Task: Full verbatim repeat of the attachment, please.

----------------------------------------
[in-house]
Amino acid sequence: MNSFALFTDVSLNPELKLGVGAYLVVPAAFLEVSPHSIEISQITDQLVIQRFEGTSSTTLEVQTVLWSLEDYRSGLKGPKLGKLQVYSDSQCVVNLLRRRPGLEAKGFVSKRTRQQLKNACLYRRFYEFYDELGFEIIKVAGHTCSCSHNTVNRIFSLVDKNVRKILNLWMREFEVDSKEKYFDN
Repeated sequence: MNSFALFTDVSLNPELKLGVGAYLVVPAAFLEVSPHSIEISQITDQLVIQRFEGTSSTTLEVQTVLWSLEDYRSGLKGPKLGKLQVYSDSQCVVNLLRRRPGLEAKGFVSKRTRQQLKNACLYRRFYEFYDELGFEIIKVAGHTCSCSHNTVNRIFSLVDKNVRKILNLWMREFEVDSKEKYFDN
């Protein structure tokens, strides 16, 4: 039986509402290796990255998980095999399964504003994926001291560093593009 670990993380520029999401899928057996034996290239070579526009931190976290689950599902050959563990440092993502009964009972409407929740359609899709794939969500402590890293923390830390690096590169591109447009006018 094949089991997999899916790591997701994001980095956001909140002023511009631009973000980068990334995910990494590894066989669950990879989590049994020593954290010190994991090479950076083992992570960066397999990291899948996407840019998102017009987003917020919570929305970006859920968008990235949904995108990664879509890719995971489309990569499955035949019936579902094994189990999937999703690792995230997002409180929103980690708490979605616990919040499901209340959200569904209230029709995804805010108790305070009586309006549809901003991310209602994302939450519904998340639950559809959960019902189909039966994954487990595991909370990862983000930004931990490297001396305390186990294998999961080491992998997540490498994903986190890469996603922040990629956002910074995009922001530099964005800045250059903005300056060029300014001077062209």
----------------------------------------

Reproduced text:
[in-house]
Amino acid sequence: MNSFALFTDVSLNPELKLGVGAYLVVPAAFLEVSPHSIEISQITDQLVIQRFEGTSSTTLEVQTVLWSLEDYRSGLKGPKLGKLQVYSDSQCVVNLLRRRPGLEAKGFVSKRTRQQLKNACLYRRFYEFYDELGFEIIKVAGHTCSCSHNTVNRIFSLVDKNVRKILNLWMREFEVDSKEKYFDN
Repeated sequence: MNSFALFTDVSLNPELKLGVGAYLVVPAAFLEVSPHSIEISQITDQLVIQRFEGTSSTTLEVQTVLWSLEDYRSGLKGPKLGKLQVYSDSQCVVNLLRRRPGLEAKGFVSKRTRQQLKNACLYRRFYEFYDELGFEIIKVAGHTCSCSHNTVNRIFSLVDKNVRKILNLWMREFEVDSKEKYFDN
């Protein structure tokens, strides 16, 4: 039986509402290796990255998980095999399964504003994926001291560093593009 670990993380520029999401899928057996034996290239070579526009931190976290689950599902050959563990440092993502009964009972409407929740359609899709794939969500402590890293923390830390690096590169591109447009006018 094949089991997999899916790591997701994001980095956001909140002023511009631009973000980068990334995910990494590894066989669950990879989590049994020593954290010190994991090479950076083992992570960066397999990291899948996407840019998102017009987003917020919570929305970006859920968008990235949904995108990664879509890719995971489309990569499955035949019936579902094994189990999937999703690792995230997002409180929103980690708490979605616990919040499901209340959200569904209230029709995804805010108790305070009586309006549809901003991310209602994302939450519904998340639950559809959960019902189909039966994954487990595991909370990862983000930004931990490297001396305390186990294998999961080491992998997540490498994903986190890469996603922040990629956002910074995009922001530099964005800045250059903005300056060029300014001077062209």